The government will tomorrow celebrate its achievement in increasing the country’s power generation capacity up over to 10,000MW leaving up to 39 per cent of the capacity unused.
According to the data for Friday available with the state-run Power Development Board, the installed power generation capacity is 10,213MW while over 4,000MW of it has no use due to shortage of affordable fuel supply, technical glitches and lost capacity of old plants.
Out of the 10,213MW capacity, over 600MW can not be produced as many power units became old, 1,085MW capacity remained shut due to lack of gas supply and fuel oil and another 1,857MW remained in same condition due to technical glitches.
Out of the 1,085MW capacity, the power units having a combined capacity of 781MW could not run as the state-run Petrobangla failed to supply gas while the remaining capacity was unutilised due to non-supply of expensive fuel oil, the power board daily report said.
‘Such unused capacity for power generation will be increased in the next years if the government fails to ensure affordable fuel supply,’ M Tamim, a professor at Petroleum Engineering Department of BUET told New Age.
He said that the government’s achievement in battling the huge demand for power by the fuel oil-fired power plants was remarkable but, he said, the measure was yet to be proved that it was a sustainable one.
The price of electricity had already shot up for the government’s short-term measure, he added.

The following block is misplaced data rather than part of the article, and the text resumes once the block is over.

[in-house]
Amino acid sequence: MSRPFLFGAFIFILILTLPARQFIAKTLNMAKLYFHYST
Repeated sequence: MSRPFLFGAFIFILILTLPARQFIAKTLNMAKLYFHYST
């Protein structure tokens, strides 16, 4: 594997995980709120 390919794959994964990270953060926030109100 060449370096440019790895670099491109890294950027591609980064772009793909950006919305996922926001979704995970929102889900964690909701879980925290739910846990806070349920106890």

The government has also kept the inefficient old power plants as well as the contract-expired plants in the private sector which summed the installed capacity to over 10,000MW, officials said.
The power division is now working on extending the contracts with a number of private sector power suppliers for different which would expire by June 2014.
The government’s desperate move for increasing the number power plants without ensuring the supply of affordable fuel would increase a ‘huge’ financial burden on the people as it would have to pay the charges for the installed capacity in the private sector whether or not it would buy electricity, a power board official said.
‘In one hand, people will not get electricity as per demand but the government will have to pay the charge for installed capacity,’ the official said.
The government, in a bid to increase the capacity in a short time, has awarded the private entrepreneurs to set up 70 power plants with a combined generation capacity of over 9,900MW.
The government represented by the power board paid over Tk 6,000 crore in rentals or capacity charge for power plants installed in the private sector. The private power suppliers were also paid for the electricity they supplied.
Which means, a power board official said, the power board paid Tk 3.24 as capacity charge for buying each kilowatt-hour or unit of electricity from the private supplier.
The amount of capacity charge would be increased in a higher ratio in the next year with respect to the purchased electricity from the private power suppliers.
The government’s unplanned move for increasing the number of power plants had contributed to doubling the power generation cost.
The Bangladesh Energy Regulatory Commission has increased in six phases the bulk prices of electricity to Tk 4.70 a unit in September 2012 from Tk 2.37 since February 2011 after the government started procuring electricity from the short-term suppliers.
In a chain effect, the commission has raised retail power prices by 43.75 per cent — from Tk 4 a unit to Tk 5.75 a unit — on an average in five phases over the period.
Besides, the government subsidy in power generation has also been increased to Tk 3,850 crore in three years from Tk 900 crore in 2009, according to the commission.
According to the plan, the government will have to double the power generation to offer all to have access to electricity by 2021 in affordable price as over 50 per cent of the population are out of the coverage of grid-supplied electricity.